Overview

Duende IdentityServer is a token service engine based on OAuth 2.x and OpenID Connect.

How to request tokens

OIDC and OAuth contain two endpoints that can issue tokens - the authorize endpoint and the token endpoint.

While the authorize endpoint can be used for some special cases, you typically use the token endpoint for issuing tokens.

Token Types

The following token types are supported.

Identity Token

During user authentication, your IdentityServer collects data about the user, e.g. authentication method, authentication time, some protocol information and a unique identifier for the user that was authenticated, to communicate back to the client application “what happened at the token service”.

This data must be sent in a format that is both tamper proof and that allows the client to authenticate the issuer. In OIDC this format is JSON – and the way how you add the above security properties to a JSON object is by wrapping it in a JWT (along with JWS, JWA and JWK) – hence the name identity token.

The data includes token lifetime information (exp, iat, nbf), the authentication method (amr) and time (auth_time), the authentication source (idp), the session ID (sid) and information about the user (sub and name).

{
  "iss": "https://localhost:5001",
  "nbf": 1609932802,
  "iat": 1609932802,
  "exp": 1609933102,
  "aud": "web_app",
  "amr": [
    "pwd"
  ],
  "nonce": "63745529591...I3ZTIyOTZmZTNj",
  "sid": "F6E6F2EDE86EB8731EF609A4FE40ED89",
  "auth_time": 1609932794,
  "idp": "local",
  "sub": "88421113",
  "name": "Bob",
}

This data is solely for the client application (the aud claim) that initiated the authentication request, and you never send it to an API to consume. The identity token also contains a nonce (a number used once) to make sure it is only consumed once at the client.

See the OpenID Connect specification for more information on identity tokens.

Access Token

An access token is a data structure that allows a client to access a resource (e.g. an API - see the protecting APIs section for more details).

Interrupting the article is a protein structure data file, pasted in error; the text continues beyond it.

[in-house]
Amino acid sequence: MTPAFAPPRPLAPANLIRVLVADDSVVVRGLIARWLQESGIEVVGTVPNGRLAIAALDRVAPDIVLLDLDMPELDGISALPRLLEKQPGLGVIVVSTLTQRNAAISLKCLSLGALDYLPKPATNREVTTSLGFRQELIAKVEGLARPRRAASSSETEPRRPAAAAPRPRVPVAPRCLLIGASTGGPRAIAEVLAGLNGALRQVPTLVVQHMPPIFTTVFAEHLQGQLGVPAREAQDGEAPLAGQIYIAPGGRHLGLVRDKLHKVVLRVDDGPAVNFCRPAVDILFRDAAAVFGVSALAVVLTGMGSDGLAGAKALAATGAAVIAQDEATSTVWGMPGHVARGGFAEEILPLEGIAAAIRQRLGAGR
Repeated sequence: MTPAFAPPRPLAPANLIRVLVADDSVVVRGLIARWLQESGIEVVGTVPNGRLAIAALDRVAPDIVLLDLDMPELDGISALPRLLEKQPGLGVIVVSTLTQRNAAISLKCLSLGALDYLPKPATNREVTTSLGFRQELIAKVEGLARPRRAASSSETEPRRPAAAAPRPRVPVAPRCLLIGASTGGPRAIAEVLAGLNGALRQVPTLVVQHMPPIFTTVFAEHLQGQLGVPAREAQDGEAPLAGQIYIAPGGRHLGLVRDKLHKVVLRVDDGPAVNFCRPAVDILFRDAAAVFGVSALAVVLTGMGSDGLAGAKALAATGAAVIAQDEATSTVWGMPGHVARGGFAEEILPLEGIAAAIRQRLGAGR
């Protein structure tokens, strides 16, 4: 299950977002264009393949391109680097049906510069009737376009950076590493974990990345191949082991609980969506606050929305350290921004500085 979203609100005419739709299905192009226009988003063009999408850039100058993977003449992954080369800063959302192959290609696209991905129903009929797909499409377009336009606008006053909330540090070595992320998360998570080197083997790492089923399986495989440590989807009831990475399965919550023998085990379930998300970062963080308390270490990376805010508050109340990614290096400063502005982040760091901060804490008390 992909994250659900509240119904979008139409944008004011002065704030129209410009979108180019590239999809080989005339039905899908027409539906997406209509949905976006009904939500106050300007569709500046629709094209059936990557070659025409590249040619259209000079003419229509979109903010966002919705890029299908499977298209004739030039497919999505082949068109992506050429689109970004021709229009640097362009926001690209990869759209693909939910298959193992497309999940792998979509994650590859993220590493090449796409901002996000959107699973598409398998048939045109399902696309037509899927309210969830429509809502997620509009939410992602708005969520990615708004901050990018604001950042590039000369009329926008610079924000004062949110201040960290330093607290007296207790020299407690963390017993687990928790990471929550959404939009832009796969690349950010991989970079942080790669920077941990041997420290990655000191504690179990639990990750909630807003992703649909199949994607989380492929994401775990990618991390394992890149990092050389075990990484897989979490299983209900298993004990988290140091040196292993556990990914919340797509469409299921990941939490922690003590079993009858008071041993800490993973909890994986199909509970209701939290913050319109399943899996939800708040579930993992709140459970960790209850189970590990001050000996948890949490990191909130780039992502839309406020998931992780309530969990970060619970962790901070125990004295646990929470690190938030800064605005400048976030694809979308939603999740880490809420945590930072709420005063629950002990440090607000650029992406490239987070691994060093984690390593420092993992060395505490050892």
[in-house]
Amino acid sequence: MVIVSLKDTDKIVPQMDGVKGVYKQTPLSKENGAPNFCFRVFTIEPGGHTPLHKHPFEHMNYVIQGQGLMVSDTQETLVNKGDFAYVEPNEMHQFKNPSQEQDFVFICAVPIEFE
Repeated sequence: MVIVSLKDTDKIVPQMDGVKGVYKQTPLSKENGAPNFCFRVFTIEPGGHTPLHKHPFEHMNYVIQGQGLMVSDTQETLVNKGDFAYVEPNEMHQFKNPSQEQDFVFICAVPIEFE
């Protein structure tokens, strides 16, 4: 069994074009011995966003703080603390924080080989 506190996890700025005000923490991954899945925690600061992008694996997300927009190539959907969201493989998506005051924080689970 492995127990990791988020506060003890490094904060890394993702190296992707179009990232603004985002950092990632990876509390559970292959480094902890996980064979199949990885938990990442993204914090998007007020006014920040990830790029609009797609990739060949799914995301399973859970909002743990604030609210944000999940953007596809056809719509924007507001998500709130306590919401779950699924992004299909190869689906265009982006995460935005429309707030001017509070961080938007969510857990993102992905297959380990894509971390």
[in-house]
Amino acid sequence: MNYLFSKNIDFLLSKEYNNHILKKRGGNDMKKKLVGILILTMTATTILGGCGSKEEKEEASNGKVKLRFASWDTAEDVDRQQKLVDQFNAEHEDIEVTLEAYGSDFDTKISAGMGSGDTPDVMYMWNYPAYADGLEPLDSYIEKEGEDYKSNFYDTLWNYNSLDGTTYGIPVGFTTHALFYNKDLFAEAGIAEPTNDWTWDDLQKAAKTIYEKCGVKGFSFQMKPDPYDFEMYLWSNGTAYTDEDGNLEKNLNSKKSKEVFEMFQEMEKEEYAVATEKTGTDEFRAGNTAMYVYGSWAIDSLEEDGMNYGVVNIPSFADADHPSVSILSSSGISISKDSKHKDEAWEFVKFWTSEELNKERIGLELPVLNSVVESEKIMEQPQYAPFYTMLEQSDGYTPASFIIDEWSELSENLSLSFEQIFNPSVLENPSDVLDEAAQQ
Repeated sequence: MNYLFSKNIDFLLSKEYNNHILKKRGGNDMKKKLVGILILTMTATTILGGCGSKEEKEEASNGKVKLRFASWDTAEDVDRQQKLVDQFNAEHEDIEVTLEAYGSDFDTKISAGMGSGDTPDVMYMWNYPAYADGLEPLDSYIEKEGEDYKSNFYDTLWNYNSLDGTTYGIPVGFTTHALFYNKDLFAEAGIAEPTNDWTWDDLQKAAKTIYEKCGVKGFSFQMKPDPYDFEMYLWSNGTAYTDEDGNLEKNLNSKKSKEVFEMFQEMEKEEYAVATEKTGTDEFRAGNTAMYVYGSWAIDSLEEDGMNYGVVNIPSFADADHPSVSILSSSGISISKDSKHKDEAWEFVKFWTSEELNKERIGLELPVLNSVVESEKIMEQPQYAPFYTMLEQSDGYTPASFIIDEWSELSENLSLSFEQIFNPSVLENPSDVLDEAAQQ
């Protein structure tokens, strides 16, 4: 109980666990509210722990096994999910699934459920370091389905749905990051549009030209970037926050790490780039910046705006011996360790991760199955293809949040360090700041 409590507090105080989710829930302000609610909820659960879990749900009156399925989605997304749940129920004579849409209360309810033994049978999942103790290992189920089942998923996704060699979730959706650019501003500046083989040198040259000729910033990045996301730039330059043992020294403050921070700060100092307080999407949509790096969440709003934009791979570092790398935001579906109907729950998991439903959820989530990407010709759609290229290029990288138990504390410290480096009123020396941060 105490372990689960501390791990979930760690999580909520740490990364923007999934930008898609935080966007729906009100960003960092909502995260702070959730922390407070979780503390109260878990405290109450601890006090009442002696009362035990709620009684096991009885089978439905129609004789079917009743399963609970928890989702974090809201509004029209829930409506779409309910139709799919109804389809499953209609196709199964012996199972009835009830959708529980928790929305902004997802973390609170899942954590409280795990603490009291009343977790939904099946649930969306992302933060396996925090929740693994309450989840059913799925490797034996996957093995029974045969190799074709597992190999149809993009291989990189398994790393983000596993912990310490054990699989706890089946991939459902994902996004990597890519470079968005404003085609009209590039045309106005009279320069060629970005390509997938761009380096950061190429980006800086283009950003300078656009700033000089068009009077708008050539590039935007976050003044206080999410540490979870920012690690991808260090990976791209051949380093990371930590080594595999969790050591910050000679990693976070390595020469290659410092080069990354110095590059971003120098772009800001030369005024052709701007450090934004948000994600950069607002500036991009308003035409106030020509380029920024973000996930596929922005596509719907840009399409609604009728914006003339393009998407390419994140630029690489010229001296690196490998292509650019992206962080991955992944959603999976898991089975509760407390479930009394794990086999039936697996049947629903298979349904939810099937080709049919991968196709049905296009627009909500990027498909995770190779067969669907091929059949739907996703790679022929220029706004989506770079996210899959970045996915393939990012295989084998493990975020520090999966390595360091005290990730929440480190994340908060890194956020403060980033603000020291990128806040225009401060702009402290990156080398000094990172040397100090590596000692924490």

The data associated with an access token typically includes the client ID, the requested scopes, an expiration time, and user information in case of an interactive application. Access tokens come in two flavours: JSON Web Tokens (JWT) or reference tokens.

In the case of JWTs, all claims are embedded into the token itself, e.g.:

{
  "iss": "https://localhost:5001",
  "nbf": 1609932801,
  "iat": 1609932801,
  "exp": 1609936401,
  "aud": "urn:resource1",
  "scope": "openid resource1.scope1 offline_access",
  "amr": [
    "pwd"
  ],
  "client_id": "web_app",
  "sub": "88421113",
  "auth_time": 1609932794,
  "idp": "local",
  "sid": "F6E6F2EDE86EB8731EF609A4FE40ED89",
  "jti": "2C56A356A306E64AFC7D2C6399E23A17"
}

A reference token does not contain any data, but is a pointer to the token data stored in the token service. Reference tokens allow for immediate revocation (by deleting the token data from your IdentityServer data store), whereas a JWT can only be invalidated via expiration.

You can control the access token format on a per-client basis using the AccessTokenType setting.

See the OAuth specification for more information on access tokens.

Refresh Token

Refresh tokens allow for token lifetime management of access tokens. Since an access token has a finite lifetime, the refresh token (usually with a significantly longer lifetime) can be used to request new access tokens. This mechanism serves three purposes

  • it allows similar semantics as sliding expiration for cookies - just with access tokens
  • lifetime management does not need to involve the end-user and thus provides a good UX
  • refresh tokens can be revoked and thus provide a way to revoke long-lived API access (while allowing the above two features)

See the OAuth specification for more information on refresh tokens.